Woman Opens A Professional Cuddle Store And Charges $60 An Hour To Snuggle



Carla Axtman

Professional cuddler Samantha Hess relaxes with Portland musician KaiKani Seven Vanity.

If you're in need of a cuddle session, look no further than Samantha Hess, a professional snuggler in Oregon who just opened her own professional cuddling store.

She charges $60 an hour for private cuddling sessions, and business is apparently booming.

Hess had 1,000 customers in the first week of her store opening.


Hess, 30, says her work is a form of therapy and is purely platonic.

She started her business in the beginning of the year after being inspired by a man holding a "Free Hugs" sign. Her cuddle sessions were so popular that she was able to open her own studio, which she named "Cuddle Up To Me".

In July, Business Insider reported on Hess' entrepreneurship,


She is quick to prevent any inappropriate actions, through her in-person vetting process, a full-page waiver with preset rules and boundaries, and transparency with her clients. "In our culture, the only experience someone has with this kind of touching has been in a romantic sense," Hess says. "It's not always easy for people to switch their brains to simply being platonic about it."

Hess emphasizes that it is only appropriate to touch her where it would be OK to touch a child. If she's uncomfortable with anything, she gives her client two taps to signal for them to stop. "If they're looking for a replacement for sex, they're not going to be happy with my service," she says.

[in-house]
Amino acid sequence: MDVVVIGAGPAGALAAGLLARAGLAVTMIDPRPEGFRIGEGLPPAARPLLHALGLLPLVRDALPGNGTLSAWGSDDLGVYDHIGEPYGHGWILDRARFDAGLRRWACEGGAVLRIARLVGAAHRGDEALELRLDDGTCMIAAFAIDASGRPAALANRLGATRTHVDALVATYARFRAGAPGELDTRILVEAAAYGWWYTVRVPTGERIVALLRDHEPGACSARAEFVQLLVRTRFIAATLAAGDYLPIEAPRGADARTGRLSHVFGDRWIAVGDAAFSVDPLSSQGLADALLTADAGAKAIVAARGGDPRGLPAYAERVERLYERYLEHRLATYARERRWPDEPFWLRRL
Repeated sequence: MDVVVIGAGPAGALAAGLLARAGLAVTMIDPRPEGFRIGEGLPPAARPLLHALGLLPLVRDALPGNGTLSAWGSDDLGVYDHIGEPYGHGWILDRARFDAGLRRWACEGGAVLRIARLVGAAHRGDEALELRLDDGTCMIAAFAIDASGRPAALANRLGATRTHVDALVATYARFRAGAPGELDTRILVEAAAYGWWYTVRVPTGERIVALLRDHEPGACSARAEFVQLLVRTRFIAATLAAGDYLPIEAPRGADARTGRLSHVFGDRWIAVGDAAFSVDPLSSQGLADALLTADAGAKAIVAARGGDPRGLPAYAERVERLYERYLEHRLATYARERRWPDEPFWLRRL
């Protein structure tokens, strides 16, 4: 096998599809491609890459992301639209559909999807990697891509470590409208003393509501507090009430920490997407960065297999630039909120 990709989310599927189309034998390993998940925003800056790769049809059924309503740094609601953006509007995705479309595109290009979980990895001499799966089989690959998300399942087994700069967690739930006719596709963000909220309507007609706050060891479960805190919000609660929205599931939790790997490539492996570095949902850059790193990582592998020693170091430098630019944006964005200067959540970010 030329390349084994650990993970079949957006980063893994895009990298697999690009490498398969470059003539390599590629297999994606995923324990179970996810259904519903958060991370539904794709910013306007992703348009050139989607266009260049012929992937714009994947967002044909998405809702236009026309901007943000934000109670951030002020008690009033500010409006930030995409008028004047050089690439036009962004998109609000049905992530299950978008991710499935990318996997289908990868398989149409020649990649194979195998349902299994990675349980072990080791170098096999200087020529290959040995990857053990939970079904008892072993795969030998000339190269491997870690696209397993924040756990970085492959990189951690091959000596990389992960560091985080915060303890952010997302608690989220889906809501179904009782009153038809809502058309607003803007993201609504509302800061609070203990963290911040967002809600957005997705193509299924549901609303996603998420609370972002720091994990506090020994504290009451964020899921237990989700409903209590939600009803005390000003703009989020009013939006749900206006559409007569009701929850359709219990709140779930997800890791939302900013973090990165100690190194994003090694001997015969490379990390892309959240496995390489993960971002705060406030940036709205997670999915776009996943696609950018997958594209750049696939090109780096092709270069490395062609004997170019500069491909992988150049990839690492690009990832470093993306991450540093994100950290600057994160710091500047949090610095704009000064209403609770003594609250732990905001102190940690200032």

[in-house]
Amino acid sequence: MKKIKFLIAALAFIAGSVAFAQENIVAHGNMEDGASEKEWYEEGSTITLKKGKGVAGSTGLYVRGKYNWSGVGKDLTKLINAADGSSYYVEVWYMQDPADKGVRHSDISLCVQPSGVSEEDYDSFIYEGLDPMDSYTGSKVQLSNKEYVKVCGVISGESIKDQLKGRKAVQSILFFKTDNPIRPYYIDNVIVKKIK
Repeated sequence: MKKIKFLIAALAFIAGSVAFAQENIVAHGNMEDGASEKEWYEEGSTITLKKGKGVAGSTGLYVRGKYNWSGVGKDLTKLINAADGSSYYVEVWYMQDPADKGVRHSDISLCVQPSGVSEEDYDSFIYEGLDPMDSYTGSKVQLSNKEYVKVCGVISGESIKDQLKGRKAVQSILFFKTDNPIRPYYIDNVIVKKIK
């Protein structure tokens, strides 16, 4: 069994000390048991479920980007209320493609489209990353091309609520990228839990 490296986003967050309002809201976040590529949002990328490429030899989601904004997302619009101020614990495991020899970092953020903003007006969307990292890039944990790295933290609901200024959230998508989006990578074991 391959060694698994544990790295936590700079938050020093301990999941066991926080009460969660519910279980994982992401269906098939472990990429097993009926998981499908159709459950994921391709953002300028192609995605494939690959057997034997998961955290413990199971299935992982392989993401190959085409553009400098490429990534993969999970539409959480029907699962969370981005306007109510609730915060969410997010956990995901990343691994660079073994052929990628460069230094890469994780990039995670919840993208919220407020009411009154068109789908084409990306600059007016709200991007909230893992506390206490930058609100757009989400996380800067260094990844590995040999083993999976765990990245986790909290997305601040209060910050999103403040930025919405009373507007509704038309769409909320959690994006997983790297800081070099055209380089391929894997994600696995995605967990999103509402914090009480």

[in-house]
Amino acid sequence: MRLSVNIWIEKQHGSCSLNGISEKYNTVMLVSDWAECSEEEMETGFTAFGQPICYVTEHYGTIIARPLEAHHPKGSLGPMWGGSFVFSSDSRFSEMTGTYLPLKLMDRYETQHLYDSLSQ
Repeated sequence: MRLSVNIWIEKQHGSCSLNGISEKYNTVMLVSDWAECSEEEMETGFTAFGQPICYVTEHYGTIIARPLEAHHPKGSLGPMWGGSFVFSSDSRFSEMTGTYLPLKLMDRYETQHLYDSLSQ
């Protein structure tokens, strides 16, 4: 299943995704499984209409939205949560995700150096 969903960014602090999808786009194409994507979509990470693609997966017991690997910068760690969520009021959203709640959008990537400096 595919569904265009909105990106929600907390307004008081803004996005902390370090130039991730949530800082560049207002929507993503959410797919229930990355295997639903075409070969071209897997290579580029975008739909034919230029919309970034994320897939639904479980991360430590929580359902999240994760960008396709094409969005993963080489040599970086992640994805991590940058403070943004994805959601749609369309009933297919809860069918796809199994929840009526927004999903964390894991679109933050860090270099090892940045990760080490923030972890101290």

A lot of her clients are men who suffer from severe traumatic diseases or disabilities that prevent them from having frequent human contact.


According to Buzzfeed's report on Cuddle Up To Me, clients can choose to snuggle in various "theme rooms" like a nautical beach room. Each room also has video cameras for safety concerns.


Carla Axtman

Samantha Hess.

The Cuddle Up To Me website has been getting so much traffic that the server has, for now, shut down. But Hess assures visitors on the front page that the site will be up and running again soon.


"I call my service a 'massage for the mind,'" Hess says. "It's meant to rejuvenate you and make you feel that openness and happiness in your brain by resetting your system from top to bottom."